Poor e-security can result in the corruption of files and data, loss of privacy and can enable criminals and others to access personal and financial information. E-security measures provide protection from unwanted intentional and unintentional intrusion into computers, file corruption and data loss.
A virus is a piece of malicious computer code transmitted by email, through infected downloads including new software, images, music files, infected computer devices such as a USB or when surfing the web. Viruses can damage computers, steal information and spread themselves to other computers.
A Trojan is a program which can damage a computer, steal private data, give other people access to the computer or spread a virus.
A worm is a self-replicating program that can spread without user intervention. Worms are designed to further infect computers with other types of malicious software, such as programs that send spam. A worm can spread by sending itself to all the contacts in an email program’s address book, or via a security flaw in a program or in the computer’s operating system.
The most common symptoms that a computer has been infected by a virus include:
This is not an exhaustive list and these symptoms may occur for reasons other than a virus infection. Seek advice from a computer professional if you suspect your computer may have become infected by a virus.
Spyware is a computer program that is remotely installed on computers, usually without permission from the owner, with the purpose of collecting information and sending it back to another source.
Spyware can be a minor annoyance or a serious threat to computer security. At its most aggressive, spyware can be used to steal personal information, banking details and passwords.
Adware is a form of spyware that records a user’s web-surfing habits and displays advertisements targeted to their interests. Adware is sometimes offered in exchange for ‘free’ services, such as music downloads.
Scams are ways of obtaining information or money through false means, scams target people of all backgrounds and succeed for two reasons. Firstly, a scam looks like the real thing and secondly, it appears to meet a need, offering quick cash, asking for a response to a compassionate issue, or making people feel special, for example. ‘Congratulations you are one of the lucky few chosen…
Spam is an unsolicited commercial electronic message. This includes email, instant messaging, SMS and MMS received without consent, usually advertising a product or service. Spam can waste time and lead to viruses. Although the most common place to find spam is in an email, it can also appear in online forums, instant messaging chats, newsgroups and blogs.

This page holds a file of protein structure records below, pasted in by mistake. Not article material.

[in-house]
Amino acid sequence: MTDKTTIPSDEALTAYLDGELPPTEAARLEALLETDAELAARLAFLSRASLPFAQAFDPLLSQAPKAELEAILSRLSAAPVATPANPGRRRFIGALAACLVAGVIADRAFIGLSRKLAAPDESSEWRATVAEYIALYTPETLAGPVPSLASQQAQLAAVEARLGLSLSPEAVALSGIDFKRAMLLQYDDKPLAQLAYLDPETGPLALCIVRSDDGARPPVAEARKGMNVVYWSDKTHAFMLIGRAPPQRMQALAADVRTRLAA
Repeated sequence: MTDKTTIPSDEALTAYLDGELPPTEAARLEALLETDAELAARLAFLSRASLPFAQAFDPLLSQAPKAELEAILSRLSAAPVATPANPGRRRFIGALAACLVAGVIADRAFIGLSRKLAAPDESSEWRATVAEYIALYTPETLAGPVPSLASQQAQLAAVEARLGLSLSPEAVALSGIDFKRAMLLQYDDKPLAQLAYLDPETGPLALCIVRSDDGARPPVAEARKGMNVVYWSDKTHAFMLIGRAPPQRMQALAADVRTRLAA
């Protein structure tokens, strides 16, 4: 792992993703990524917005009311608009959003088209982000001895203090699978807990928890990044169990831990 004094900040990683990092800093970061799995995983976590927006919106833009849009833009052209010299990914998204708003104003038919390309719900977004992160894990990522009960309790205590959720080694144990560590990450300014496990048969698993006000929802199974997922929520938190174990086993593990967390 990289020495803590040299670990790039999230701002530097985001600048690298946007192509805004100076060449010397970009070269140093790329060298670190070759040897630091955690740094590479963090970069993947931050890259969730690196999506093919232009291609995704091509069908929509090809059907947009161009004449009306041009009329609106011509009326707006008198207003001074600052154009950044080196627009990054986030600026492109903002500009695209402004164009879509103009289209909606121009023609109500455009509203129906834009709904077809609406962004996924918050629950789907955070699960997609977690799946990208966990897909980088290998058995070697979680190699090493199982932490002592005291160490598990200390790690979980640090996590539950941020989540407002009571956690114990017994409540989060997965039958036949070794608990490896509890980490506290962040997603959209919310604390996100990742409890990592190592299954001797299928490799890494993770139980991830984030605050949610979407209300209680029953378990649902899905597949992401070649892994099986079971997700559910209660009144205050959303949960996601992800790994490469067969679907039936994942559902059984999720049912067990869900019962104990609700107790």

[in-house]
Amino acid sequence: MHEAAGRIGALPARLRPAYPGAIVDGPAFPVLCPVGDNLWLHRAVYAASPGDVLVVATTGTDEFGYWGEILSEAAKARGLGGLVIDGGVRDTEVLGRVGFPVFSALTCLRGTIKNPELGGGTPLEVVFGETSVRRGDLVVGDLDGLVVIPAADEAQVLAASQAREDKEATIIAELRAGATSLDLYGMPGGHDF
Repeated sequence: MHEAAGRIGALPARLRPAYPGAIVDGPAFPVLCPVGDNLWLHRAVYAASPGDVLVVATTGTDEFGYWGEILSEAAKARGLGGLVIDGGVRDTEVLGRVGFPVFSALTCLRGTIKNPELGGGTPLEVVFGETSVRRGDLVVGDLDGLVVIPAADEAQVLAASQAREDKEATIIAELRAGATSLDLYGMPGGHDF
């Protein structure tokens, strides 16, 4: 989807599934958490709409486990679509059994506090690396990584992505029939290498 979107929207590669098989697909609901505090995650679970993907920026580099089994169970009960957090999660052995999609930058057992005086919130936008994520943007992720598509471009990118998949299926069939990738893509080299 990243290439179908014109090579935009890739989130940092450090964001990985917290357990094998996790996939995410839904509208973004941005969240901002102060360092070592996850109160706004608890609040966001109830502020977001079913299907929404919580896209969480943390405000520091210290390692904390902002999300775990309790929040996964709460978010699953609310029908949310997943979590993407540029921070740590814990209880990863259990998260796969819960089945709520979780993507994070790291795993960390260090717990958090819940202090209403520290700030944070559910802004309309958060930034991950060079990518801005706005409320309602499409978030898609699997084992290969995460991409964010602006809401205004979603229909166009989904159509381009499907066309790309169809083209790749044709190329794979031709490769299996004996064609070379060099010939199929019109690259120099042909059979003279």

Phishing is the use of email or SMS to encourage individuals to reveal financial details like credit card numbers, account names and passwords or other personal information.
Phishing messages can look like genuine messages from a real bank, telecommunications provider, online retailer or credit card company. Often the message will contain an urgent ‘call to action’, such as claims that the bank account will be closed or compromised if action is not taken. Phishing is usually sent by email from falsified email addresses, but is increasingly being sent to mobile telephones and VoIP telephone services.
Pop-ups are small windows that appear in front of an internet browser. They are frequently used to display advertising, including advertising for unwanted content such as pornography. Pop-ups are also used by many websites to enable users to enter required information legitimately.
Pop-ups used for advertising can annoy users, as they can appear without notice or warning. They can also open websites which are difficult to close, or link users to other, unwanted website content.
There are a number of ways to manage pop-ups using settings on search engines or internet browsers. For example, the Google toolbar provides a free pop-up blocker that enables users to configure those websites where they want to allow pop-ups to appear, and to block pop-ups on websites where they aren’t required.
A number of popular browsers allow users to change settings to block pop-ups. Check the ‘Help’ options on these browsers for information.
There are some legitimate websites that invite users to switch off pop-up blocking software temporarily because a pop-up from that site will help the user to enter information required by the site. If it’s a reputable website, you can temporarily turn off pop-up blocking.
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